New data on foreclosures and serious deliquincies

New data by shows that Florida likely has serious struggles ahead with foreclosures. In a new ranking of metro areas with the most foreclosures and seriously delinquent mortgages (a harbinger of things to come), 15 of the top 20 cities are in Florida. And its capacity for resilience is the face of this strain is mixed.

Miami tops the list with a foreclosure rate of 18.2% and a “seriously delinquency” rate of 9.2%. Overall, 23.6% of its housing stock in serious delinquency or foreclosure. (Serious delinquency rate is defined as the share of all first-lien mortgages in foreclosure or 90+ days delinquent.)

Other Florida cities in the top 10 are Palm Coast, Port St. Lucie, Cape Coral-Ft. Myers, Orlando-Kissimmee, Punta Gordo, Tampa-St.Pete-Clearwater.

I pulled out BRR’s “resiliency capacity index” to see where these locales rank on their capacity to rebound from shocks such as high foreclosure rates or other economic distress. The Resilience Capacity Index (RCI) is a single statistic summarizing a region’s status on 12 factors thought to influence the ability of a region to bounce back from a future unknown stress.

Here’s how a selection of the metro areas ranked:

Overall RCI score (out of 363) (low numbers have greater capacity):

Miami: 317

Orlando: 251

Port St. Lucie: 221

Cape Coral: 210

Punta Gordo: 194

Punta Gordo’s more favorable ranking stems from its very high score (83) on community connectivity, which entails the share of the population that votes, belongs to civic organizations, the share who own their own homes, and population stability. The latter two may be challenged with the continuing foreclosure crisis.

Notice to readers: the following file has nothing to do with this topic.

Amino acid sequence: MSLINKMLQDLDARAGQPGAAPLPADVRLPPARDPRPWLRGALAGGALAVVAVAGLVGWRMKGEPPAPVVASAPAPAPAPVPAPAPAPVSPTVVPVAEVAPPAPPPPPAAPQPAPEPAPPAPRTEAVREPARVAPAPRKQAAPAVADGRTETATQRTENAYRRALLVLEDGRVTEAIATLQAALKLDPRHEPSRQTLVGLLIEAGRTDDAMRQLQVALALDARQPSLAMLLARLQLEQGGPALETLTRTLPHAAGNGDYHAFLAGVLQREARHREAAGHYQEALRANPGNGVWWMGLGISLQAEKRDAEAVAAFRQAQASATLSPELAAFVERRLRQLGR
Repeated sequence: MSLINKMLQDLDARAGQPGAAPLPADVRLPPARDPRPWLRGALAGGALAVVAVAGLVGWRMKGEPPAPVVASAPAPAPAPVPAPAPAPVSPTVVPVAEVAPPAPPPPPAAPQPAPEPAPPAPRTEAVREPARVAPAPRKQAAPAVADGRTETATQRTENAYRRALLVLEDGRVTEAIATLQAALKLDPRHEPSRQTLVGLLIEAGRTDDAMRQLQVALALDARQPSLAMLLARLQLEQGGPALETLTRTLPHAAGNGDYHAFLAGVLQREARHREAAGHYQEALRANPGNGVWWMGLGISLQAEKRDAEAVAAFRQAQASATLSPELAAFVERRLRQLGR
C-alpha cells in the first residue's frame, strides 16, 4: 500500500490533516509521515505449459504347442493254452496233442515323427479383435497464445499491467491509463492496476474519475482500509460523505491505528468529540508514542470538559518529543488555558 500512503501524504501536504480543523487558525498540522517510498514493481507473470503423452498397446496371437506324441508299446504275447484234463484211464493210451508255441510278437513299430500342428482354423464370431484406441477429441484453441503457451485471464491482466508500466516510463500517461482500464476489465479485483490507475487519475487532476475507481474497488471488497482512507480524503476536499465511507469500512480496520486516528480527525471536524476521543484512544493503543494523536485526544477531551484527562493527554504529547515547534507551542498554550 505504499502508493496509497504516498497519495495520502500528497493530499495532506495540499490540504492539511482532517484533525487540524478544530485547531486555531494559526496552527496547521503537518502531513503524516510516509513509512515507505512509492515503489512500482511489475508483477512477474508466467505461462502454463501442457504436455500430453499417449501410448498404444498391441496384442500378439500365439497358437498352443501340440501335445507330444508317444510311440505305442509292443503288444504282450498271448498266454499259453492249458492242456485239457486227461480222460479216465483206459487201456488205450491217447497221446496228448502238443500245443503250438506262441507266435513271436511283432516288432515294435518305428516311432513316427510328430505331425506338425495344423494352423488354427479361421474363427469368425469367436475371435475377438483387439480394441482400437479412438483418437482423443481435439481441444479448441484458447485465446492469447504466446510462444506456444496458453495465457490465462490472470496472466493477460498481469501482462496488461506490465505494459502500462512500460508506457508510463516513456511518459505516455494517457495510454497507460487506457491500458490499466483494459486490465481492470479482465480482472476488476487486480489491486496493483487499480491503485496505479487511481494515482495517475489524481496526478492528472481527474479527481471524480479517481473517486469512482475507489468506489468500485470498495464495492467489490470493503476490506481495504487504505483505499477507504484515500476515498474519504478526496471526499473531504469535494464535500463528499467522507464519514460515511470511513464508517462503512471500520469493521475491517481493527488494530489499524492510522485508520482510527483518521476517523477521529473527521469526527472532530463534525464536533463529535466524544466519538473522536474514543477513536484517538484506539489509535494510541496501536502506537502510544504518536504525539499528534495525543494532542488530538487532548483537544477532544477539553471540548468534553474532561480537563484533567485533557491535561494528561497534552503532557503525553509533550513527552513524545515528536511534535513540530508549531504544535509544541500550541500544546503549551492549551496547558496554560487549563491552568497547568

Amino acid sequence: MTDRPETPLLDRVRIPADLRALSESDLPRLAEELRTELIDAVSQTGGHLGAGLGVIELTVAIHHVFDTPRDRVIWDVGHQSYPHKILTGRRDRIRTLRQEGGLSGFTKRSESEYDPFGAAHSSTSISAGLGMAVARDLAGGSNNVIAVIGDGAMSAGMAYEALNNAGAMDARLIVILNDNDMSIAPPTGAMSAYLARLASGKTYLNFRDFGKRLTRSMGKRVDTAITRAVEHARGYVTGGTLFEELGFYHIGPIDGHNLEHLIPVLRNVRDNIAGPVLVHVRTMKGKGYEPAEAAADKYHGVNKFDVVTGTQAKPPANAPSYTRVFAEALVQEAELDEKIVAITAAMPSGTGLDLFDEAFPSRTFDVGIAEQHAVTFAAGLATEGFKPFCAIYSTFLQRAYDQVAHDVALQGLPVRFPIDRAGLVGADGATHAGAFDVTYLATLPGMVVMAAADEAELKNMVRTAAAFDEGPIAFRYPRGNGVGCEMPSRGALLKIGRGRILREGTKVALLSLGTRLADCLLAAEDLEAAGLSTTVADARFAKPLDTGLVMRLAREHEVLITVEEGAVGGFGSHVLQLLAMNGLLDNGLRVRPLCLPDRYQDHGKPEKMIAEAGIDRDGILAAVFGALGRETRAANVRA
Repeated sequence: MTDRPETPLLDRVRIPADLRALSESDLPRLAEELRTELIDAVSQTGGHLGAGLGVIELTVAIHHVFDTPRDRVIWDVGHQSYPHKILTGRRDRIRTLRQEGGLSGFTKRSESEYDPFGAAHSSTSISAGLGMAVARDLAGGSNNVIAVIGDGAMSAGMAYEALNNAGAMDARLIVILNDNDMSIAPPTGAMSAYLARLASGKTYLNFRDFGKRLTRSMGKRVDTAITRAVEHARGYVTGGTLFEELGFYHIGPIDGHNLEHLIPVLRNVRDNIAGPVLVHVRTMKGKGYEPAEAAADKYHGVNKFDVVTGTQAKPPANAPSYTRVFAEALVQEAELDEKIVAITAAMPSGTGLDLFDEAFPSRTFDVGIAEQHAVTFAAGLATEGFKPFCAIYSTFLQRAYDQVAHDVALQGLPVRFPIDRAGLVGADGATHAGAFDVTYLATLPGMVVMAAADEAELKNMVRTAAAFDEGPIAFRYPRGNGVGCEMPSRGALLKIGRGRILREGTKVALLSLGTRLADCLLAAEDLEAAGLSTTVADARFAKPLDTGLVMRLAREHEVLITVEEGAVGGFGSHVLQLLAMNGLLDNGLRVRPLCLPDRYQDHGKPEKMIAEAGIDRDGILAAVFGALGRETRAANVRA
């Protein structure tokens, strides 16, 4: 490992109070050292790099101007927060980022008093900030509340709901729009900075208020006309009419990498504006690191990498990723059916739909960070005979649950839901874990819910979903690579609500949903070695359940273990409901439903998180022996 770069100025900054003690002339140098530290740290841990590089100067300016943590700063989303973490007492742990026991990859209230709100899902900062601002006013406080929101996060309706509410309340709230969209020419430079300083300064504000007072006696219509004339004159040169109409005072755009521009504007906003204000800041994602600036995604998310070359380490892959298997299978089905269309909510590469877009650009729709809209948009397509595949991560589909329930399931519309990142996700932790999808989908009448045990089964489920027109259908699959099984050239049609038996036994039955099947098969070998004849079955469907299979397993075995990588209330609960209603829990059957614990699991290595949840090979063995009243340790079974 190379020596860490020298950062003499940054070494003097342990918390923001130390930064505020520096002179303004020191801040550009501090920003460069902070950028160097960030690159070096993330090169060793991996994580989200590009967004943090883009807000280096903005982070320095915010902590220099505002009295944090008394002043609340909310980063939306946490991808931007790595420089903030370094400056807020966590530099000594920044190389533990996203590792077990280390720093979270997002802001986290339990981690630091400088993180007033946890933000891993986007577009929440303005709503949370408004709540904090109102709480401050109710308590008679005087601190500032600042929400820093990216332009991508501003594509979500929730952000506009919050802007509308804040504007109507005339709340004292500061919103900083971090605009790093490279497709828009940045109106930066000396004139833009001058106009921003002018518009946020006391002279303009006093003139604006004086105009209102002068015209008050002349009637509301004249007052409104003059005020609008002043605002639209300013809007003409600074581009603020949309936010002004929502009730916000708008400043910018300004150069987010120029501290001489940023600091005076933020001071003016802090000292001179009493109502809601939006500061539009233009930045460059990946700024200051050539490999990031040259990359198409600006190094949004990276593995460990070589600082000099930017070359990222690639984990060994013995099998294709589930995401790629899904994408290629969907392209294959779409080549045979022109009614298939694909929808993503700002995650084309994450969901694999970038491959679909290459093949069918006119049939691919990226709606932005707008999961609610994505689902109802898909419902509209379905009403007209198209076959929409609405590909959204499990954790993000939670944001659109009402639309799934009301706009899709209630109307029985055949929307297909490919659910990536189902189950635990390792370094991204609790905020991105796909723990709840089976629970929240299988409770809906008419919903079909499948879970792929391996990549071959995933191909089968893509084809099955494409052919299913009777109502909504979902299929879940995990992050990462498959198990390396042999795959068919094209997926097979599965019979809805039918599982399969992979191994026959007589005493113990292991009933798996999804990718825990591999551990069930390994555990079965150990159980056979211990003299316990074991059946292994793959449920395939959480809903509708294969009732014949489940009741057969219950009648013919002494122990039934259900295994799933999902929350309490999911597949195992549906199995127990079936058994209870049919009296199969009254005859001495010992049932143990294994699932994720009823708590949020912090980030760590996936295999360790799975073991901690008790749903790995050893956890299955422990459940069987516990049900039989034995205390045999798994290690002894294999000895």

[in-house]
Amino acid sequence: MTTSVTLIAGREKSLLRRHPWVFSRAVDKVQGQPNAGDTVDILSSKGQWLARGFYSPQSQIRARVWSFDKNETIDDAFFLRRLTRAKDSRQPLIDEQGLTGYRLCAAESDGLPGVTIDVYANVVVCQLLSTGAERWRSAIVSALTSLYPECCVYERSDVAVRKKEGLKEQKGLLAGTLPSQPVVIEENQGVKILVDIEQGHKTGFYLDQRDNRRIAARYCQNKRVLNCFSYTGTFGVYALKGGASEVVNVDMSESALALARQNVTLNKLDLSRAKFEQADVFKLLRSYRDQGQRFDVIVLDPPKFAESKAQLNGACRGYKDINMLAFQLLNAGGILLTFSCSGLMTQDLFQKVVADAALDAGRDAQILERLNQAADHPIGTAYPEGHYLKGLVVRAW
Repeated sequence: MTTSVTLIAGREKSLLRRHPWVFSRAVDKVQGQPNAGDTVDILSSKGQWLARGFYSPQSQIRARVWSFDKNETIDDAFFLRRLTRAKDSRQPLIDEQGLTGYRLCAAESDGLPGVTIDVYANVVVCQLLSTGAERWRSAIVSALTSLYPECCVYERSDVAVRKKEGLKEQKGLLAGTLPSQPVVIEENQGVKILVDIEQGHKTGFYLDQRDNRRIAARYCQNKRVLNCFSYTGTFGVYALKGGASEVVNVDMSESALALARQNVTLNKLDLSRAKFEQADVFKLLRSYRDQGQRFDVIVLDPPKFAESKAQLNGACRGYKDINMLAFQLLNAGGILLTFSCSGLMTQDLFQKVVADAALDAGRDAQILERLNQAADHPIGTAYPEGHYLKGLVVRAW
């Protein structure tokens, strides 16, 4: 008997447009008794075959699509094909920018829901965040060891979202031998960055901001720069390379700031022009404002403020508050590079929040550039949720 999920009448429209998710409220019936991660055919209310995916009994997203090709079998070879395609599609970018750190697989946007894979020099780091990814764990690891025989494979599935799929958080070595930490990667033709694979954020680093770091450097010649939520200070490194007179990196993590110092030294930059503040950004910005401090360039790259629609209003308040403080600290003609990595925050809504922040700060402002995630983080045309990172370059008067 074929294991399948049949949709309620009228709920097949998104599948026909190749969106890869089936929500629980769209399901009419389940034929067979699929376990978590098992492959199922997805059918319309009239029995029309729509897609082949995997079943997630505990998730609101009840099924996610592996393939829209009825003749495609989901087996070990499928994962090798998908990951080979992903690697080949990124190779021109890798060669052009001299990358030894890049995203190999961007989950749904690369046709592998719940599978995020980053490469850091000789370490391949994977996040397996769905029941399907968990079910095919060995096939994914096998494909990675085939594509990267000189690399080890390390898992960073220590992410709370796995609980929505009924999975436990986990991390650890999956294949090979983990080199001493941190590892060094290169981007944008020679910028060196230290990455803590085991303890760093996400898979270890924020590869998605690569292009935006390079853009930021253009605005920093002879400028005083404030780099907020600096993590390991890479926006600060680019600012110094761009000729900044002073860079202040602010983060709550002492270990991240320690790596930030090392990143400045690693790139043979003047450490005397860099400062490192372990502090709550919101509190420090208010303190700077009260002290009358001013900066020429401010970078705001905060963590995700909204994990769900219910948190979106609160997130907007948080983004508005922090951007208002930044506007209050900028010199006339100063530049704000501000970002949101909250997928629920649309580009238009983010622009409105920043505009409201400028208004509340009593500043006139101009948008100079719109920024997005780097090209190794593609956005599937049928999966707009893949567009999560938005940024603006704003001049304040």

Its score on economic capacity at 216 (medium) helped keep it at the top as well. That score may help it better withstand the housing strains caused by foreclosures because of the region’s more diverse economy, greater income equality, more favorable business environment, and other related factors. However, to further improve the odds of rebounding, it could work on building its sociodemographic capacity, which at 246 falls into the “low” category. That category includes such things as poverty rates, the share of the population with health insurance, and the educational attainment of its residents.

Port St. Lucie also had high community connectivity (71), but its low regional economic capacity (302) pulled it down in the ranking. Clearly, improving its business climate, diversifying its economy, and creating jobs with better wages so as to lower the income inequality are all routes to ensure its capacity to rebound.

Miami, on the other hand, ranked 350 on regional economic capacity, putting it near the bottom on this indicator. The lowest ranking is 363. Its sociodemographic capacity was also low (274) and its community capacity was medium (196).  For more on each of these indicators see the “source and notes” in the RCI Index.

Of course, having the capacity to be resilient is no guarantee that in the face of a stress like high foreclosures, the region will effectively respond to and recover. Having higher capacity does imply, however, that the region has factors and conditions thought to position a region well for effective post-stress resilience performance. As case study research may reveal, regions may squander their resilience capacity, performing “under expectations” in the wake of a stress.

While Florida metro areas sit atop a ranking of foreclosure and serious delinquency rates, several other cities have garnered the dubious distinction of having the fastest rising foreclosure or serious delinquency rates. As an analysis of the foreclosure date by the Urban Institute reports, the top two areas with the biggest increase between December 2009 and March 2011 are the Poughkeepsie, NY, metropolitan area, which experienced an 11.9% rise in serious delinquency, followed closely by Seattle at 11.8%.
Check out your region’s resilience capacity here, and the threat of foreclosures and seriously delinquency here.

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